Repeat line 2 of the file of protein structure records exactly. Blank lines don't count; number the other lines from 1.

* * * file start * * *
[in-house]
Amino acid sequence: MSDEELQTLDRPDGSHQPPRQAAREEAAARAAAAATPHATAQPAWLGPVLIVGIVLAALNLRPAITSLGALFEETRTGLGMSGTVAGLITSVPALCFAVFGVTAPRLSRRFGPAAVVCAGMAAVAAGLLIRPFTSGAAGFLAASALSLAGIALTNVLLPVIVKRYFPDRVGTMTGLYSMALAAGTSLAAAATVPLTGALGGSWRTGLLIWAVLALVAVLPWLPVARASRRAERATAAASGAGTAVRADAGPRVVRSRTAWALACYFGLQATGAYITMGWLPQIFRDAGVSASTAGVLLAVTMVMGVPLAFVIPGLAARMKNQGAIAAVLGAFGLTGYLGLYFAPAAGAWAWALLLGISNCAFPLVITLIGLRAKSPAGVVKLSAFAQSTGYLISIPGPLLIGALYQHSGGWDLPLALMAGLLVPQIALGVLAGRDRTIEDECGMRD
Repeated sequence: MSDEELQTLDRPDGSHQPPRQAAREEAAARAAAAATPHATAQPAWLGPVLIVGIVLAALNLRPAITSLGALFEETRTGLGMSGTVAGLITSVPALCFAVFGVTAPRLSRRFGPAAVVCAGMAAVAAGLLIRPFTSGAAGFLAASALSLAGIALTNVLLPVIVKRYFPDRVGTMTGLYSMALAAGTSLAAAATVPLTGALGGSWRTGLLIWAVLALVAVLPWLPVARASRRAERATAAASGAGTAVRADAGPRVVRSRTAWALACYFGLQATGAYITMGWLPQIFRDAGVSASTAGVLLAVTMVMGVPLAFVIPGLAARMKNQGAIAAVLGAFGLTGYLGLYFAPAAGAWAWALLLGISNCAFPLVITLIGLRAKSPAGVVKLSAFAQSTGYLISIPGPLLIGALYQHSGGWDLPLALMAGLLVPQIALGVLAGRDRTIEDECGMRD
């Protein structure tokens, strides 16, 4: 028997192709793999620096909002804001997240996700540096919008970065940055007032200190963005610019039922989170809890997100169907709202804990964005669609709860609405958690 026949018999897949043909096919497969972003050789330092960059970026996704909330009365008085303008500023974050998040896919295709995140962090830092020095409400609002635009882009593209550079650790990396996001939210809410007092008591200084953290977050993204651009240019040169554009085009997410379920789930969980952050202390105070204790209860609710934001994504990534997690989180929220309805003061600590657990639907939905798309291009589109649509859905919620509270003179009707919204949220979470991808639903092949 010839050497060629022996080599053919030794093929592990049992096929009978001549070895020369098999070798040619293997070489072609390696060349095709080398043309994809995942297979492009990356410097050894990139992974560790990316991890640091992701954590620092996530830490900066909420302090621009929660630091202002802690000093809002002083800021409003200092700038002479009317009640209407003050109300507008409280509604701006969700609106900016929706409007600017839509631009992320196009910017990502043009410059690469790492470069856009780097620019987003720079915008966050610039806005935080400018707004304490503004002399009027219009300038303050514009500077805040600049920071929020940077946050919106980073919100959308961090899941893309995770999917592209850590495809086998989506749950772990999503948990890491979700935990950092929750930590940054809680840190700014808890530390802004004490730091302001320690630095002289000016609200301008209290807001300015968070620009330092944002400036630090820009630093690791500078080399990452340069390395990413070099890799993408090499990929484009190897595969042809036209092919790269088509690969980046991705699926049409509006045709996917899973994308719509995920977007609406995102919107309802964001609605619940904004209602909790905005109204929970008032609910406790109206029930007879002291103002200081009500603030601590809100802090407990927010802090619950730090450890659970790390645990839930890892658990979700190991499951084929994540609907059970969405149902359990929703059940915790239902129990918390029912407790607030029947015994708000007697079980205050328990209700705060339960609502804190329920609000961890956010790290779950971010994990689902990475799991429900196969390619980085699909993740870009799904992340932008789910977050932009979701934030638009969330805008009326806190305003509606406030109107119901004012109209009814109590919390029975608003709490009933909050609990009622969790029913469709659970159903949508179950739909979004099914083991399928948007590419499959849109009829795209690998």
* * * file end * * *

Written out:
Amino acid sequence: MSDEELQTLDRPDGSHQPPRQAAREEAAARAAAAATPHATAQPAWLGPVLIVGIVLAALNLRPAITSLGALFEETRTGLGMSGTVAGLITSVPALCFAVFGVTAPRLSRRFGPAAVVCAGMAAVAAGLLIRPFTSGAAGFLAASALSLAGIALTNVLLPVIVKRYFPDRVGTMTGLYSMALAAGTSLAAAATVPLTGALGGSWRTGLLIWAVLALVAVLPWLPVARASRRAERATAAASGAGTAVRADAGPRVVRSRTAWALACYFGLQATGAYITMGWLPQIFRDAGVSASTAGVLLAVTMVMGVPLAFVIPGLAARMKNQGAIAAVLGAFGLTGYLGLYFAPAAGAWAWALLLGISNCAFPLVITLIGLRAKSPAGVVKLSAFAQSTGYLISIPGPLLIGALYQHSGGWDLPLALMAGLLVPQIALGVLAGRDRTIEDECGMRD